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Fewer Edisons


Today's Electronic Gadgets Don't Bolster Imagination at School


Dave Arnold

Thomas Edison once said, "To invent, you need a good imagination and a pile of junk."

A person with a good imagination is usually creative and productive. Every invention -- from telephones to televisions -- is the result of someone's imagination and creativity.

So, who will tomorrow's Edison be and what will they invent? This worries me.

Exercise Your Imagination

It has always been my thought that as we inundate children with various forms of electronic games, entertainment technology, and other luxuries, we stifle their imagination. The cost for this is fewer Edisons.

I shared this idea with some elementary school teachers. Each emphatically agreed with me that children are losing their ability and motivation to imagine and create. One teacher said that she noticed a lack of imaginative spark among students of wealthier families. Why? They have too many electronic toys that force them into a "feed me" or passive posture. They don't exercise their imaginations.

Another teacher said she had noticed that most of her students only wanted to read books that had pictures to accompany the story. Apparently, students did not want to be forced to make up the pictures in their minds. That would take imagination.

Can't Measure Creativity

Should we panic that our schools are not producing enough imaginative graduates? Who's to say whether we are or not? According to the Children's Health Encyclopedia, there are tests that measure a person's intelligence but few if any that accurately measure creativity and imagination.

Creativity, like beauty, is judged differently by the beholder. There is data showing that creative individuals tend to share certain characteristics, including a tendency to be impulsive or spontaneous. Nonconformity (not going along with the majority) can also be a sign of creative mind, though not necessarily one that will invent something useful.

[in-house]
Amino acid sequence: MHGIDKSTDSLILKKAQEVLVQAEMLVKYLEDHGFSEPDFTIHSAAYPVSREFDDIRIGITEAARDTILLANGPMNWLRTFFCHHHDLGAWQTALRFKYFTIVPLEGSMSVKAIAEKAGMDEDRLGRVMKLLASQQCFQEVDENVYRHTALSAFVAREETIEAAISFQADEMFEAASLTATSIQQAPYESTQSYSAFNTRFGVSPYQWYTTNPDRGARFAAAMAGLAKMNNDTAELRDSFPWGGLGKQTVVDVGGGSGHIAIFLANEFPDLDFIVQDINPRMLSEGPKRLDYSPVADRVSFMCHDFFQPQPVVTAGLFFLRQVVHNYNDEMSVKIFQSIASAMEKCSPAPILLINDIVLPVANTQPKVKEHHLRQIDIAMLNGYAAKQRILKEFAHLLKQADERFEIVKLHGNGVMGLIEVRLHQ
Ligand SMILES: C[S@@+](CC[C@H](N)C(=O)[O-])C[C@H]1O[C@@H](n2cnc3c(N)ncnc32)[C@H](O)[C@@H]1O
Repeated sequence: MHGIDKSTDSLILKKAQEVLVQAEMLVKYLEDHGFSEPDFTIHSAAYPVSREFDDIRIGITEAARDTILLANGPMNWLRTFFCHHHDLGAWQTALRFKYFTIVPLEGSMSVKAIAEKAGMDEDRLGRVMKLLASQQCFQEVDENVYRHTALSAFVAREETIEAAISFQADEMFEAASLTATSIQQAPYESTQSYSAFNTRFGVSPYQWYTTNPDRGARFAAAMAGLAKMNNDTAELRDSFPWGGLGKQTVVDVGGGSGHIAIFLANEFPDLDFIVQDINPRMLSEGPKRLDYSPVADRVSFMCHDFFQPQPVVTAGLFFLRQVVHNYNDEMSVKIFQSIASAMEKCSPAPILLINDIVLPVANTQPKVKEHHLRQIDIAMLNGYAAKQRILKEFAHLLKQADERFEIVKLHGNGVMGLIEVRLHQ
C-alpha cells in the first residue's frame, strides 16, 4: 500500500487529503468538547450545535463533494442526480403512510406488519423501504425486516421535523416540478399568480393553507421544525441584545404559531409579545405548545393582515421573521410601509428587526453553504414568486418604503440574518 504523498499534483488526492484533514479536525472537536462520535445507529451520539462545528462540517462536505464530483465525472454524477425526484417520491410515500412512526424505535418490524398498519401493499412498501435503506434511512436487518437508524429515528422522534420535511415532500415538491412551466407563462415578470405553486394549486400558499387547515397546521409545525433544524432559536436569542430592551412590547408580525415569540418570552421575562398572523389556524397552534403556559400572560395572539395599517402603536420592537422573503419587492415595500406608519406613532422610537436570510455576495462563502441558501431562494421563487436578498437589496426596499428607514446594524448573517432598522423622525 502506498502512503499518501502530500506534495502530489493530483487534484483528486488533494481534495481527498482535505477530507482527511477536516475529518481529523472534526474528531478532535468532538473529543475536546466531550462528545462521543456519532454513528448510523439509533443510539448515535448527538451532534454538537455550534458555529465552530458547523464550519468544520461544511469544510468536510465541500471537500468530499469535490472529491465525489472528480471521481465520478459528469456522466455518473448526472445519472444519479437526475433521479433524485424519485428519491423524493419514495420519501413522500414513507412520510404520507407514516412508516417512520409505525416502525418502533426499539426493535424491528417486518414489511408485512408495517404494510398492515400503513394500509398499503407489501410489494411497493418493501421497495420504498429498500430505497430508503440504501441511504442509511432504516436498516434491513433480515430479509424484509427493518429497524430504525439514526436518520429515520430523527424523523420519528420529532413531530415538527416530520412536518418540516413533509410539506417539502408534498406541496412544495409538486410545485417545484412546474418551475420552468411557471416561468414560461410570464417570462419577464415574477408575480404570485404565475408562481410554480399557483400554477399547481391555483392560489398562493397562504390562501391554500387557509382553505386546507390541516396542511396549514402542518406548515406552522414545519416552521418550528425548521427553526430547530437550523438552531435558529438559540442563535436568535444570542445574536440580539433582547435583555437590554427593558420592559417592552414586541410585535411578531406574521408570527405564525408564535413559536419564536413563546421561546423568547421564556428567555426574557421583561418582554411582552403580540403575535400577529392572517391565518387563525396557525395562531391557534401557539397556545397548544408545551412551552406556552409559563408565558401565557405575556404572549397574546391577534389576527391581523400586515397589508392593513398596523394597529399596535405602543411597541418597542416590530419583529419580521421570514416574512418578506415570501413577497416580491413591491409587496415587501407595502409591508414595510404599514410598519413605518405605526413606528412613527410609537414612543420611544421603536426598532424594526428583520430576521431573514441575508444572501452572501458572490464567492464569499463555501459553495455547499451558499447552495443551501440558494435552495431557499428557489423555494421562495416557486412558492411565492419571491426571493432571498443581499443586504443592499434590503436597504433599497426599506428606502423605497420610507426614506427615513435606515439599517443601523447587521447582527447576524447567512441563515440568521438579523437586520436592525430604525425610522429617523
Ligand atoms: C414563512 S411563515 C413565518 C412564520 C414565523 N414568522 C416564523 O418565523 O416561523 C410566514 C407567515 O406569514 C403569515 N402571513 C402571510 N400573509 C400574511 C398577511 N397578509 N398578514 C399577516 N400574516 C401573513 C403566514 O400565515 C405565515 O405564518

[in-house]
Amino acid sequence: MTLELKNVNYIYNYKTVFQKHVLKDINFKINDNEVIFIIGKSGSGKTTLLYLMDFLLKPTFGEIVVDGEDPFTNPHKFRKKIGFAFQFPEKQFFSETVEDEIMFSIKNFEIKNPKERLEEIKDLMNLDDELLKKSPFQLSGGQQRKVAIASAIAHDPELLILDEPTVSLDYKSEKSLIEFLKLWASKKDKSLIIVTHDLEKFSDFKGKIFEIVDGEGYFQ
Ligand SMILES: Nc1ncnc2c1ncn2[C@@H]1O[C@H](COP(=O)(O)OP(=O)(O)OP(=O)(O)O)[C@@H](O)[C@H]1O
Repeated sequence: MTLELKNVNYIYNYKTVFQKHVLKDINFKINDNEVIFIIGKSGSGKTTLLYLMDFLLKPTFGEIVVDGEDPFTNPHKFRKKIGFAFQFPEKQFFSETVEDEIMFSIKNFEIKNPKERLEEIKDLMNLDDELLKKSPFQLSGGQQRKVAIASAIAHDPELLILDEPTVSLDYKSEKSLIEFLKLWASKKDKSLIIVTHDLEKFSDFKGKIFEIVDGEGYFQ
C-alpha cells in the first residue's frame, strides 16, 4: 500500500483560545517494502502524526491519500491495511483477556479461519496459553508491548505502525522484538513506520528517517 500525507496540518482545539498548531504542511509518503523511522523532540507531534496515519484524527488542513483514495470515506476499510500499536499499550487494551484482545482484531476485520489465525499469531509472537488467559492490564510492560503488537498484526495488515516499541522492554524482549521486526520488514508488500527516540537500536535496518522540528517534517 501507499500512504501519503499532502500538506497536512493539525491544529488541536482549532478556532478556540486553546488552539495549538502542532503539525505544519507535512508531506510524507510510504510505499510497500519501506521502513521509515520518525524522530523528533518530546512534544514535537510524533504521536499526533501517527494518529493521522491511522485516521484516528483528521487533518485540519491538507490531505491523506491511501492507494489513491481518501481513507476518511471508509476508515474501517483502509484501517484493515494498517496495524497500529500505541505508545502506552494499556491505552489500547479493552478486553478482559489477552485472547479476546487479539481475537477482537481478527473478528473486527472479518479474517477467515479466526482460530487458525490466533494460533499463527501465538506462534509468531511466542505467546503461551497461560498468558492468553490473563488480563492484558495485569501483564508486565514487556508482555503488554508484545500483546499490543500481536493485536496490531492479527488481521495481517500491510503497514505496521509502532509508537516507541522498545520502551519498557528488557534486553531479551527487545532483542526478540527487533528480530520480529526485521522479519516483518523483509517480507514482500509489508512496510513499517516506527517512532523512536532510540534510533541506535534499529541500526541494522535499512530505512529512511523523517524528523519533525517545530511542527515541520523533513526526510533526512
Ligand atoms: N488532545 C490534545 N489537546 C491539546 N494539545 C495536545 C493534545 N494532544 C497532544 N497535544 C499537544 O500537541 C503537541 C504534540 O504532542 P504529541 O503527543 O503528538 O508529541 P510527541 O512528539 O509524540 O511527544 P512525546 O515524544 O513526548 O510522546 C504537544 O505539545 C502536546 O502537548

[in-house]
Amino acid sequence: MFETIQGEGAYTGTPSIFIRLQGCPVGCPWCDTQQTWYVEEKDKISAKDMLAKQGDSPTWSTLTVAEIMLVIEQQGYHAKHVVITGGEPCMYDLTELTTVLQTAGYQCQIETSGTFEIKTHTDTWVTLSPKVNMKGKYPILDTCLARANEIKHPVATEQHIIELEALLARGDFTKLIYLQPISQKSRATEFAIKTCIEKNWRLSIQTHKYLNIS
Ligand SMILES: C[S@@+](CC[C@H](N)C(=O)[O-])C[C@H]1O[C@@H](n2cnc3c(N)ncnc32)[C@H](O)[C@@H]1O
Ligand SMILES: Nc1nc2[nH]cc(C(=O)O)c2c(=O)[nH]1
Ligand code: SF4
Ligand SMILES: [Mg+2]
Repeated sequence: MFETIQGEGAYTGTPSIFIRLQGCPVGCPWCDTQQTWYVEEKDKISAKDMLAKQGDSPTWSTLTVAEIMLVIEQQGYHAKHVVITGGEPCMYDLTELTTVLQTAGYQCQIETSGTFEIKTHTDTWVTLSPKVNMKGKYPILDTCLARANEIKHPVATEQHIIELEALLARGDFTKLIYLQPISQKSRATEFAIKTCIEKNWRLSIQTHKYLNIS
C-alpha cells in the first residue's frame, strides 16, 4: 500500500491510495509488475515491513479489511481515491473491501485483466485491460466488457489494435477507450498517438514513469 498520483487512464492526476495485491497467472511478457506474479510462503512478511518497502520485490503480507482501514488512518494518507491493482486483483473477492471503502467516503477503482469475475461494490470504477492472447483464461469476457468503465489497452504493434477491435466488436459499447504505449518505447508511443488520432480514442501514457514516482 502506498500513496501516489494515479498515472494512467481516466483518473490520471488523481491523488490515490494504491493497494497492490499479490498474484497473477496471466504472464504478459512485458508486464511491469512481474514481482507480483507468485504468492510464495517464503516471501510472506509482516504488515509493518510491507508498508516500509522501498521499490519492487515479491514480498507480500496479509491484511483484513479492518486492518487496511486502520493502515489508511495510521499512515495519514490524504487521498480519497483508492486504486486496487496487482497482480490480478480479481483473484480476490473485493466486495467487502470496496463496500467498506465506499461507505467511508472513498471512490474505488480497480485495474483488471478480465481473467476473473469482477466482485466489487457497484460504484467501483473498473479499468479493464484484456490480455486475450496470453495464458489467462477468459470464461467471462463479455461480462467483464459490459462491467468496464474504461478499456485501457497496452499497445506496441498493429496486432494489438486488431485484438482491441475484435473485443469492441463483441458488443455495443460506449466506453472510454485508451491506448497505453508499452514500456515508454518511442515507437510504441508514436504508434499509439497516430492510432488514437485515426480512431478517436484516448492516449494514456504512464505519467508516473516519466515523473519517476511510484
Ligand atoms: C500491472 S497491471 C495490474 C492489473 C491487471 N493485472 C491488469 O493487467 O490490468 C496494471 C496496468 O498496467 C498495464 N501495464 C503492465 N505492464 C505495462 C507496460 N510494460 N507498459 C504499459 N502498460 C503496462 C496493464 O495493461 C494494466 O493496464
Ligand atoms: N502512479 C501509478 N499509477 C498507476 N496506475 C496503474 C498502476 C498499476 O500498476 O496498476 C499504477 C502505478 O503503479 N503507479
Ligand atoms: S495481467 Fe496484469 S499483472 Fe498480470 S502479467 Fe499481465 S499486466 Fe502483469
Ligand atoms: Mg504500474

Many creative individuals are apparently unafraid of experimenting with new things. These risk-takers are often less susceptible to peer pressure, perhaps because they also tend to be self-reliant, highly opinionated and willing to go against conventional wisdom.

The Dark Side


There is, however, a dark side to creativity. Some studies indicate that by encouraging creativity we are encouraging a departure from society's existing norms and values. Researchers tell us that there can be a link between creativity and mental illness, including depression, schizophrenia, and attention-deficit hyperactivity disorder (ADHD).

My younger brother and I didn't have a wealth of toys as we were growing up. We were forced to imagine and create what we didn't have. A bent-over tree trunk on our farm's hillside became a bucking bronco, jet fighter plane and countless other objects.

When we got a little older, we scrounged up what scrap material we could find and built our own cabin. Our family was not rich, but we were wealthier than we ever realized through our imaginations.

I hope today's students can say the same long after they've left their video games behind.


(Dave Arnold, a member of the Illinois Education Association, is a custodian at Brownstown Elementary School in Southern Illinois. He can be contacted at dparnold@csuol.com.)

The views expressed in this column are those of the author and do not necessarily reflect the views of the NEA or its affiliates.


Dave's View has been discontinued following the retirement of its author, Dave Arnold. Even though new columns will not be posted, we encourage you to review past columns.